While recovering from life threatening congestive heart failure and a severe injury to my C-spine incurred while deployed to Ramadi Iraq, I had no idea if I would ever live a normal life again. My heart was damaged and I was in constant pain from the compression of my spinal cord in my neck and upper back. I sometimes struggled to walk and spent days in my bed or on my couch. I was deeply depressed and dealing with a broken body and spirit. But being a Marine meant that I was never alone even if I thought I was. I was surrounded by Marines. My friends, my nurse care manager and recovery care coordinator. There were Marines at the rehab clinic. There were Marines at my pain management clinic. There were Marines at my PTSD group. Marines and soldiers, sailors and airmen were all around me and all of them were struggling too.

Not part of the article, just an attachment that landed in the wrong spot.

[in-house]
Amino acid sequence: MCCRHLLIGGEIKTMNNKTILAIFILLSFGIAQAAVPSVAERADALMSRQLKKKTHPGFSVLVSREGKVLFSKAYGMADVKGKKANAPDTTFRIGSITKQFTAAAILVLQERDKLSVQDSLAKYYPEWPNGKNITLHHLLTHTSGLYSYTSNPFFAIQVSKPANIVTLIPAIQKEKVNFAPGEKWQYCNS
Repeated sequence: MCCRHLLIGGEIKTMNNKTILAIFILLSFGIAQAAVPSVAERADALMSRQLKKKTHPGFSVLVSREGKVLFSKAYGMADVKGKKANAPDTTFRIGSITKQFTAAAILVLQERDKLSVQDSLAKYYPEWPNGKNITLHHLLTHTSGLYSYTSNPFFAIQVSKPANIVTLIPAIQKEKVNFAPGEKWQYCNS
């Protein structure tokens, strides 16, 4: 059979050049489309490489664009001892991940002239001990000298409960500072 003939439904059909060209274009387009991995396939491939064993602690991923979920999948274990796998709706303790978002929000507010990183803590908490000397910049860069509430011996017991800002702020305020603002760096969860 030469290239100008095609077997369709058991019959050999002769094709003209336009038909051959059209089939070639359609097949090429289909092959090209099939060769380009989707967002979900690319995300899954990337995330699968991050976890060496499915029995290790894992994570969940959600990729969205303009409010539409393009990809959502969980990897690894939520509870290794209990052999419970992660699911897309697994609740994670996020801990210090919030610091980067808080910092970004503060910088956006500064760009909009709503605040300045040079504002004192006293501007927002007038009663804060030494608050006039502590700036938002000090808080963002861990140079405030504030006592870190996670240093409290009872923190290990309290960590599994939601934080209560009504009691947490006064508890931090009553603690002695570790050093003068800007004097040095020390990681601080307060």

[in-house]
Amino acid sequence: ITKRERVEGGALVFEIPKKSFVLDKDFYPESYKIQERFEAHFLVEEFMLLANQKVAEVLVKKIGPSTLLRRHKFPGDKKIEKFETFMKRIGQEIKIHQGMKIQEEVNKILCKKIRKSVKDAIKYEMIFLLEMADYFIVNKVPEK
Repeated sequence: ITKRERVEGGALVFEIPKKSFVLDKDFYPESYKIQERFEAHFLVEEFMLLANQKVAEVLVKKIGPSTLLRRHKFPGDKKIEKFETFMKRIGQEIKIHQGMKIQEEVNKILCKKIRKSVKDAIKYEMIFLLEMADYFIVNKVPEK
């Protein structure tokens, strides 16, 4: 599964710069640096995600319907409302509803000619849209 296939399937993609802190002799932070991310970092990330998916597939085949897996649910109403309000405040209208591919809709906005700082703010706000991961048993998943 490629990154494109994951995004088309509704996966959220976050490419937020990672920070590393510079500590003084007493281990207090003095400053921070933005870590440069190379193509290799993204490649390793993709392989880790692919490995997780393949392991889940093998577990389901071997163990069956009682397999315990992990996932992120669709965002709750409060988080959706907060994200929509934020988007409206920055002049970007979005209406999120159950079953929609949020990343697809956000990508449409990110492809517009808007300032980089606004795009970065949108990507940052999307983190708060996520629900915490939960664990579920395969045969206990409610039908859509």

I began to get inspired by the double amputees learning to run again. I was inspired by the Wounded Warriors that were out starting businesses and writing books about their experiences in war. I was inspired by the veterans at the paraolympics and the Wounded Warrior games and by how they were excelling despite injuries that were devastating. I was inspired by the older veterans mentoring the younger ones through their nightmares and flashbacks and by the families fighting to make a new life out of the shredded remains of their old one. I decided to find a way to move forward in a dramatic way that would inspire others the way I was inspired. I decided that a world record was the way to do it. I looked for something I was capable of yet demanding enough that it would be a reach. It finally came down to riding a jet ski across the Atlantic Ocean and then my journey really began.